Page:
Ocrevus Outperforms Rebif in Preventing Relapsing MS Activity, Analysis Shows

Ocrevus Outperforms Rebif in Preventing Relapsing MS Activity, Analysis Shows
0
(0)

Ocrevus (ocrelizumab) was more effective than Rebif (interferon beta-1a) at preventing relapsing multiple sclerosis activity, according to an analysis that covered two Phase 3 clinical trials.

The comparison dealt with the therapies’ ability to generate and maintain a condition known as no evidence of disease activity, on NEDA. Genentech makes Ocrevus, and EMD Serono makes Rebif.

The study appeared in the journal Multiple Sclerosis Journal – Experimental, Translational and Clinical. Its title is No evidence of disease activity (NEDA) analysis by epochs in patients with relapsing multiple sclerosis treated with ocrelizumab vs interferon beta-1a.

NEDA has been increasingly adopted as an outcome measure in clinical trials assessing the effectiveness of disease-modifying therapies for MS.

Achieving NEDA means a patient’s disability and disease activity are not worsening. The measures the researchers used to confirm this were patients’ EDSS disability scale scores and magnetic resonance imaging scans of brain lesions. Patients must be experiencing no relapses, on increases in EDSS scores, and no new or enlarged brain lesions to achieve NEDA.

The analysis involved similar trials — OPERA I (NCT01247324) and OPERA II (NCT01412333). Ocrevus did a significantly better job of reducing the scores of the individual NEDA components than Rebif did.

Researchers said 761 relapsing MS patients in the trials received Ocrevus (600 mg by intravenous infusion every 24 weeks) and 759 received subcutaneous Rebif (three times a week at a dose of 44 micrograms).

Ocrevus led to 75 percent more patients achieving NEDA than Rebif — a statistically significant result.

In the first 24 weeks, the percentage of patients achieving NEDA was 33 percent higher in the Ocrevus group, and between weeks 24 and 96, it was 72 percent higher.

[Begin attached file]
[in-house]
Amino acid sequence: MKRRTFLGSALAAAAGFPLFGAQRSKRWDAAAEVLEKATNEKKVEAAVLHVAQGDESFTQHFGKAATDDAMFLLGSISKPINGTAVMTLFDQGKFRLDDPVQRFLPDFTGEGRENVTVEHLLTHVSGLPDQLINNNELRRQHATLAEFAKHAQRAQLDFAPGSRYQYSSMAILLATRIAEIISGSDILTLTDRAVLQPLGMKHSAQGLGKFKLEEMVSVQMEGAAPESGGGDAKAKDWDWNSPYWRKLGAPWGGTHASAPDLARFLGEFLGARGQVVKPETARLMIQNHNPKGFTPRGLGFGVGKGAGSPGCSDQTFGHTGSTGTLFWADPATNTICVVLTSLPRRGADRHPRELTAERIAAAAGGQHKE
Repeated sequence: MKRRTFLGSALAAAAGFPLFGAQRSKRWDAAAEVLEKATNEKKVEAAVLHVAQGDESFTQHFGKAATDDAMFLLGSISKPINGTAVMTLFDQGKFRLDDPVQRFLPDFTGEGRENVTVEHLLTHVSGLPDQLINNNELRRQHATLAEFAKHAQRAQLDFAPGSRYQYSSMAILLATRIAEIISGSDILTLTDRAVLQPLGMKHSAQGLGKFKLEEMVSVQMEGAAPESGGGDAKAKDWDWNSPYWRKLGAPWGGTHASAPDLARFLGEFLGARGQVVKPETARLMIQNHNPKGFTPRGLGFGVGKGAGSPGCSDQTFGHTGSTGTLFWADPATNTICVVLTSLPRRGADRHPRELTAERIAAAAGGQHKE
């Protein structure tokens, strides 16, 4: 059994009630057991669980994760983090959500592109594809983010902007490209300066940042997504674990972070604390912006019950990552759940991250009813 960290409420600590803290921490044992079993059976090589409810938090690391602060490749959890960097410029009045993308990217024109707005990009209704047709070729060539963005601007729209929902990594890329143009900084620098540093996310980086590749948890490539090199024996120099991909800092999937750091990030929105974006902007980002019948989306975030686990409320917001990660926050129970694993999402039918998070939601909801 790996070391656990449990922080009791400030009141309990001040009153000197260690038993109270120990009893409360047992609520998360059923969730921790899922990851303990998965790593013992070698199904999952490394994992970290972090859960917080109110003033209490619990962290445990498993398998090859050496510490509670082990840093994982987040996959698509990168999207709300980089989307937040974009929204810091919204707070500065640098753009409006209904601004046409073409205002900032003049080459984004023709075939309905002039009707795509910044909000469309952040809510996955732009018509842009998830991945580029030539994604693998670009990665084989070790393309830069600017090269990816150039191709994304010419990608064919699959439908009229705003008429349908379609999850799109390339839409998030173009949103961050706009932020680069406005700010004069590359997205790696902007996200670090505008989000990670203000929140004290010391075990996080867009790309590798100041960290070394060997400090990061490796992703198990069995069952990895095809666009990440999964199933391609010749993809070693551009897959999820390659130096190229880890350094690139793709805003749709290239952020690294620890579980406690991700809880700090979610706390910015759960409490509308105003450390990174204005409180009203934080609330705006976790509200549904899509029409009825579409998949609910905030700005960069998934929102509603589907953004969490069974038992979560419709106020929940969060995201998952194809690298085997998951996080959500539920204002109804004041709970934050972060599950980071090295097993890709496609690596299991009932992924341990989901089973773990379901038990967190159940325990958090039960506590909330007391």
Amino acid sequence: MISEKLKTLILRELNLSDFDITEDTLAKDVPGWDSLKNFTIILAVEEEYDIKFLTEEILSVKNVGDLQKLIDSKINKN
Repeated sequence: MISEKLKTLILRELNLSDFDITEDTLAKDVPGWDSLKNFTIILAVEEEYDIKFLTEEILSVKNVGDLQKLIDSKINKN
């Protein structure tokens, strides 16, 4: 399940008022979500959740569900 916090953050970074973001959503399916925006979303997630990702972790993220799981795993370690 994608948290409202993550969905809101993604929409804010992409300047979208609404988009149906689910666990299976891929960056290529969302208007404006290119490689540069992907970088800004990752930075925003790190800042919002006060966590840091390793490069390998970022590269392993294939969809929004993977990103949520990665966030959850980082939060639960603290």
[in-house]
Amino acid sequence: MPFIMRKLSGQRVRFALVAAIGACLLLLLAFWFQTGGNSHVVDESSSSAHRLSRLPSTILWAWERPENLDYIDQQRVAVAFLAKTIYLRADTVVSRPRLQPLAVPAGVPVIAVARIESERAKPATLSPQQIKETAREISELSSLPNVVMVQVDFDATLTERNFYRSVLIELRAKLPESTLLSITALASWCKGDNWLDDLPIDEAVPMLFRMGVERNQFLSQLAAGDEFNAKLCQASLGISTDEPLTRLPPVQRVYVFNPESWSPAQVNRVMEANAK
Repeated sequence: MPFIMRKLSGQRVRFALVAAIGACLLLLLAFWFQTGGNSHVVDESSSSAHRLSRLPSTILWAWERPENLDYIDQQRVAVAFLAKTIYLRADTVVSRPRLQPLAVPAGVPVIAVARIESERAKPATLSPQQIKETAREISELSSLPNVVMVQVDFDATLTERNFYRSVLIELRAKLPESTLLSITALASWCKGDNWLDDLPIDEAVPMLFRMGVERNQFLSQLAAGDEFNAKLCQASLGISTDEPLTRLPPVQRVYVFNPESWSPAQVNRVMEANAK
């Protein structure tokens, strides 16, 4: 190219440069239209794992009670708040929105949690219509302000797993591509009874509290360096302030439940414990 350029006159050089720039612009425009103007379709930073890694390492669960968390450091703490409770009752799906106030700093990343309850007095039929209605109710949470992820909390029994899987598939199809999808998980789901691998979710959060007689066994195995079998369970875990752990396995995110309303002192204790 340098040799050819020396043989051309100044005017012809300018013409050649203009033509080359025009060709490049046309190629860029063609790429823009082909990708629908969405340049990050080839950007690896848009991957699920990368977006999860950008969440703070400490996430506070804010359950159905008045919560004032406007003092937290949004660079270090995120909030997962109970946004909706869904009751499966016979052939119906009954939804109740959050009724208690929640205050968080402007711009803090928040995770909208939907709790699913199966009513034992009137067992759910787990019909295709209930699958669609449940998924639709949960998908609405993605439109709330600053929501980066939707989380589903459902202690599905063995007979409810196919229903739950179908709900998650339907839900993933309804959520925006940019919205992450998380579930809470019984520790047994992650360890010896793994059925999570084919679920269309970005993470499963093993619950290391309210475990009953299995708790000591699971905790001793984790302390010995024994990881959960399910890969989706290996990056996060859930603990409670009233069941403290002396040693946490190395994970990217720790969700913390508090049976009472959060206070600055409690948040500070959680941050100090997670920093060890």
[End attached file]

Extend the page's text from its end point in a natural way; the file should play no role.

Among patients whose disease was active during the first 24 weeks of the trial, 66 percent of the Ocrevus group achieved NEDA in weeks 24 to 96, versus 24 percent of the  Rebif group.

Among patients who reached NEDA during the first 24 weeks, 76 percent of the Ocrevus group’s disease did not become active again, versus 62 percent of the Rebif group.

In addition, achieving NEDA meant that patients were at lower risk of relapses and disability progression, researchers said. Those whose disease failed to worsen in the first 48 weeks were at 53 percent less risk of a relapse the next year than those whose disease was active.

“Superior efficacy with ocrelizumab compared with IFN b-1a was consistently seen in maintaining NEDA status in all epochs evaluated. By contrast, with IFN b-1a, the majority of patients with disease activity early in the study subsequently attained NEDA status with ocrelizumab,” the researchers wrote.

Long-term studies are needed to determine if Ocrevus’s benefits are long-lasting, the team said.

“Data from open-label extension studies will help determine whether NEDA maintained in the two-year OPERA studies will translate into sustained NEDA and enhanced protection against accrual of disability over the long term,” they wrote.

The researchers said the lower risk of relapses and worsening of disability among patients who achieve NEDA suggests its short-term results can be used to predict long-term benefits. It also suggests NEDA could be used as a long-term measure of therapies’ benefits in clinical trials, they added.

Ana is a molecular biologist with a passion for communication and discovery. As a science writer, her goal is to provide readers, in particular patients and healthcare providers, with clear and quality information about the latest medical advances. Ana holds a Ph.D. in Biomedical Sciences from the University of Lisbon, Portugal, where she specialized in infectious diseases, epigenetics, and gene expression.
×
Ana is a molecular biologist with a passion for communication and discovery. As a science writer, her goal is to provide readers, in particular patients and healthcare providers, with clear and quality information about the latest medical advances. Ana holds a Ph.D. in Biomedical Sciences from the University of Lisbon, Portugal, where she specialized in infectious diseases, epigenetics, and gene expression.
Latest Posts
  • Pediatric MS and Gilenya
  • MS hospitalizations
  • CNM-Au8 ACTRIMS presentation
  • neurofilament blood levels

How useful was this post?

Click on a star to rate it!

Average rating 0 / 5. Vote count: 0

No votes so far! Be the first to rate this post.

As you found this post useful...

Follow us on social media!

We are sorry that this post was not useful for you!

Let us improve this post!

Tell us how we can improve this post?

Pin It on Pinterest

Share This